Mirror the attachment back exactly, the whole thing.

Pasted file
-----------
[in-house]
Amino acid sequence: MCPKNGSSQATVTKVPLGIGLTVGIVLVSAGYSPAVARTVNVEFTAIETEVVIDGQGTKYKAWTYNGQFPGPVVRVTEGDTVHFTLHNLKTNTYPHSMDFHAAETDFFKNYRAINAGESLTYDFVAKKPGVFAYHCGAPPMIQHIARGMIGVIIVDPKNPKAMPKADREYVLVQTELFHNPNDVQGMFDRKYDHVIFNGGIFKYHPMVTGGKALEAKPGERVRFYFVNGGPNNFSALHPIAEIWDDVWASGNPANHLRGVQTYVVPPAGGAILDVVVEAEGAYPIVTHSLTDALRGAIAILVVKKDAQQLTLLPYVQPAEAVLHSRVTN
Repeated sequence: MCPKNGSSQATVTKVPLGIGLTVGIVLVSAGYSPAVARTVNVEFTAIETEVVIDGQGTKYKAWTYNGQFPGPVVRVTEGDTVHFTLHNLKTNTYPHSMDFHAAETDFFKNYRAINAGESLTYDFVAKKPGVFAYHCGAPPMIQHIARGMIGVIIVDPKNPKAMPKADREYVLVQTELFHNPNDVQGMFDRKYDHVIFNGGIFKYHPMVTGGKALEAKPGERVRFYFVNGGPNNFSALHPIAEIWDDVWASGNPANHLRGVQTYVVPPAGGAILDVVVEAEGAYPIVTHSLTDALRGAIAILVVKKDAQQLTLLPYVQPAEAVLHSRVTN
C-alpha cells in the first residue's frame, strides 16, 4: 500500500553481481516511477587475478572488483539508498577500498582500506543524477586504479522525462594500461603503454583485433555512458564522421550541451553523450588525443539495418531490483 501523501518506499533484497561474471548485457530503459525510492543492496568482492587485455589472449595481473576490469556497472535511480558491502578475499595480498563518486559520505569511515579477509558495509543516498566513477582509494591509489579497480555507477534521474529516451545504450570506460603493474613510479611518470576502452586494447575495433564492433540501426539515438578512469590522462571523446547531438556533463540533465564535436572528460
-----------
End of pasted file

[in-house]
Amino acid sequence: MCPKNGSSQATVTKVPLGIGLTVGIVLVSAGYSPAVARTVNVEFTAIETEVVIDGQGTKYKAWTYNGQFPGPVVRVTEGDTVHFTLHNLKTNTYPHSMDFHAAETDFFKNYRAINAGESLTYDFVAKKPGVFAYHCGAPPMIQHIARGMIGVIIVDPKNPKAMPKADREYVLVQTELFHNPNDVQGMFDRKYDHVIFNGGIFKYHPMVTGGKALEAKPGERVRFYFVNGGPNNFSALHPIAEIWDDVWASGNPANHLRGVQTYVVPPAGGAILDVVVEAEGAYPIVTHSLTDALRGAIAILVVKKDAQQLTLLPYVQPAEAVLHSRVTN
Repeated sequence: MCPKNGSSQATVTKVPLGIGLTVGIVLVSAGYSPAVARTVNVEFTAIETEVVIDGQGTKYKAWTYNGQFPGPVVRVTEGDTVHFTLHNLKTNTYPHSMDFHAAETDFFKNYRAINAGESLTYDFVAKKPGVFAYHCGAPPMIQHIARGMIGVIIVDPKNPKAMPKADREYVLVQTELFHNPNDVQGMFDRKYDHVIFNGGIFKYHPMVTGGKALEAKPGERVRFYFVNGGPNNFSALHPIAEIWDDVWASGNPANHLRGVQTYVVPPAGGAILDVVVEAEGAYPIVTHSLTDALRGAIAILVVKKDAQQLTLLPYVQPAEAVLHSRVTN
C-alpha cells in the first residue's frame, strides 16, 4: 500500500553481481516511477587475478572488483539508498577500498582500506543524477586504479522525462594500461603503454583485433555512458564522421550541451553523450588525443539495418531490483 501523501518506499533484497561474471548485457530503459525510492543492496568482492587485455589472449595481473576490469556497472535511480558491502578475499595480498563518486559520505569511515579477509558495509543516498566513477582509494591509489579497480555507477534521474529516451545504450570506460603493474613510479611518470576502452586494447575495433564492433540501426539515438578512469590522462571523446547531438556533463540533465564535436572528460